11 1.1. European and American options European and American options The most popular examples of derivative securities are European and American call and put options. More examples of contingent claims are listed in Section 1.6 below. A European call option on the asset S i is a contract where the seller promises to deliver the risky asset S i at the maturity T for some given exercise price, or strike, K >. At time T, the buyer has the possibility (and not the obligation) to exercise the option, i.e. to buy the risky asset from the seller at strike K. Of course, the buyer would exercise the option only if the price which prevails at time T is larger than K. Therefore, the gain of the buyer out of this contract is B = (S i T K) + = max{s i T K, }, i.e. if the time T price of the asset S i is larger than the strike K, then the buyer receives the payoff ST i K which corresponds to the benefit from buying the asset from the seller of the contract rather than on the financial market. If the time T price of the asset S i is smaller than the strike K, the contract is worthless for the buyer. A European put option on the asset S i is a contract where the seller promises to purchase the risky asset S i at the maturity T for some given exercise price, or strike, K >. At time T, the buyer has the possibility, and not the obligation, to exercise the option, i.e. to sell the risky asset to the seller at strike K. Of course, the buyer would exercise the option only if the price which prevails at time T is smaller than K. Therefore, the gain of the buyer out of this contract is B = (K S i T ) + = max{k S i T, }, i.e. if the time T price of the asset S i is smaller than the strike K, then the buyer receives the payoff K ST i which corresponds to the benefit from selling the asset to the seller of the contract rather than on the financial market. If the time T price of the asset S i is larger than the strike K, the contract is worthless for the buyer, as he can sell the risky asset for a larger price on the financial market. An American call (resp. put) option with maturity T and strike K > differs from the corresponding European contract in that it offers the possibility to be exercised at any time before maturity (and not only at the maturity). The seller of a derivative security requires a compensation for the risk that he is bearing. In other words, the buyer must pay the price or the premium for the benefit of the contrcat. The main interest of this course is to determine this price. In the subsequent sections of this introduction, we introduce the no dominance principle which already allows to obtain some modelfree properties of options which hold both in discrete and continuoustime models. In the subsequent sections, we shall consider call and put options with exercise price (or strike) K, maturity T, and written on a single risky asset with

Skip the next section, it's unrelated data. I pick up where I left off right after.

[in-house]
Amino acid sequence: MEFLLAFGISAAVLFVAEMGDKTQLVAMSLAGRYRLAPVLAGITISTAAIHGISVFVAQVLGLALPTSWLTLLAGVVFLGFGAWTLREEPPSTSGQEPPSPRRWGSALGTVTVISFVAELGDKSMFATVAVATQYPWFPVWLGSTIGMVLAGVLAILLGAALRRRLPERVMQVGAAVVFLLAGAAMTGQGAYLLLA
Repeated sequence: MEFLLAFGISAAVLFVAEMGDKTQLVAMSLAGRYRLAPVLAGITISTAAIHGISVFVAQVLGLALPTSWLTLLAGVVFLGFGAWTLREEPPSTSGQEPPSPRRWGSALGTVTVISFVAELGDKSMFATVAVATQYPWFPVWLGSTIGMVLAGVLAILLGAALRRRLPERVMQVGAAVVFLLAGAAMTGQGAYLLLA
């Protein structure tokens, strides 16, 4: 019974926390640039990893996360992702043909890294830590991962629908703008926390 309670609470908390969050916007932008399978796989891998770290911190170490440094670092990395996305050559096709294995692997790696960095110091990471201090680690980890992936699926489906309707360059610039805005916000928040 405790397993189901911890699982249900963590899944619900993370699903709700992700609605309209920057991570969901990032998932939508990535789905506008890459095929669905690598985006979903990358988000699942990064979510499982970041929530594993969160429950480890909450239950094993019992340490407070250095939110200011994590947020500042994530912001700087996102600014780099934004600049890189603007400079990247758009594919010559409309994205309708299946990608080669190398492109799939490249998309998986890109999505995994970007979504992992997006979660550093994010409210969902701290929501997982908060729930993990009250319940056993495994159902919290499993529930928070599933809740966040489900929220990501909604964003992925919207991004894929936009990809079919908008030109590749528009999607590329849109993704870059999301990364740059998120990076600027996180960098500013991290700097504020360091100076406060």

12 12 CHAPTER 1. INTRODUCTION price S. At every time t T, the American and the European call option price are respectively denoted by C(t, S t, T, K) and c(t, S t, T, K). Similarly, the prices of the American and the Eurpoean put options are respectively denoted by P (t, S t, T, K) and p(t, S t, T, K). The intrinsic value of the call and the put options are respectively: C(t, S t, t, K) = c(t, S t, t, K) = (S t K) +. P (t, S t, t, K) = p(t, S t, t, K) = (K S t ) +, i.e. the value received upon immediate exercing the option. An option is said to be inthemoney (resp. outofthemoney) if its intrinsic value is positive. If K = S t, the option is said to be atthemoney. Thus a call option is inthemoney if S t > K, while a put option is inthemoney if S t < K. Finally, a zerocoupon bond is the discount bond defined by the fixed income 1 at the maturity T. We shall denote by B t (T ) its price at time T. Given the prices of zerocoupon bonds with all maturity, the price at time t of any stream of deterministic payments F 1,..., F n at the maturities t < T 1 <... < T n is given by F 1 B t (T 1 ) F n B t (T n ). 1.2 No dominance principle and first properties We shall assume that there are no market imperfections as transaction costs, taxes, or portfolio constraints, and we will make use of the following concept. No dominance principle Let X be the gain from a portfolio strategy with initial cost x. If X in every state of the world, Then x. 1 Notice that, choosing to exercise the American option at the maturity T provides the same payoff as the European counterpart. Then the portfolio consisting of a long position in the American option and a short position in the European counterpart has at least a zero payoff at the maturity T. It then follows from the dominance principle that American calls and puts are at least as valuable as their European counterparts: C(t, S t, T, K) c(t, S t, T, K) and P (t, S t, T, K) p(t, S t, T, K) 2 By a similar easy argument, we now show that American and European call (resp. put) options prices are decreasing (resp. increasing) in the exercise price,